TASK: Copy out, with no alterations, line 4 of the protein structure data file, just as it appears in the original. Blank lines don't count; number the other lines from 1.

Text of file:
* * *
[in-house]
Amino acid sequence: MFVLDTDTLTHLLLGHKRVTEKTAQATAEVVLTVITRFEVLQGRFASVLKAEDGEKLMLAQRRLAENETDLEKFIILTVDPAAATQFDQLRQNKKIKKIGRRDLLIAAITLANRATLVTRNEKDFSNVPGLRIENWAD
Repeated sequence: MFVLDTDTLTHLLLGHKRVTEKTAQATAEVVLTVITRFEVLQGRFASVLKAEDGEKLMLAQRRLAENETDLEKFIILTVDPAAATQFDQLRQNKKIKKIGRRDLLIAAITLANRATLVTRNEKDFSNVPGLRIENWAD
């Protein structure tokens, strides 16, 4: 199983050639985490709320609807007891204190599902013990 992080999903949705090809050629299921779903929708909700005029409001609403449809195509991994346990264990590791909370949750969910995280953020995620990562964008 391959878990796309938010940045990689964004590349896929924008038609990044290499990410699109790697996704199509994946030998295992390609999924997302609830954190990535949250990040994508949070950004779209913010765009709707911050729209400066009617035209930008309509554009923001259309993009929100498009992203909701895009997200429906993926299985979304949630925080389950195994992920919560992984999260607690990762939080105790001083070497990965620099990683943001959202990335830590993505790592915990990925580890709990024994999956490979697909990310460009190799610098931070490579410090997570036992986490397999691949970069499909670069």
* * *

């Protein structure tokens, strides 16, 4: 199983050639985490709320609807007891204190599902013990 992080999903949705090809050629299921779903929708909700005029409001609403449809195509991994346990264990590791909370949750969910995280953020995620990562964008 391959878990796309938010940045990689964004590349896929924008038609990044290499990410699109790697996704199509994946030998295992390609999924997302609830954190990535949250990040994508949070950004779209913010765009709707911050729209400066009617035209930008309509554009923001259309993009929100498009992203909701895009997200429906993926299985979304949630925080389950195994992920919560992984999260607690990762939080105790001083070497990965620099990683943001959202990335830590993505790592915990990925580890709990024994999956490979697909990310460009190799610098931070490579410090997570036992986490397999691949970069499909670069």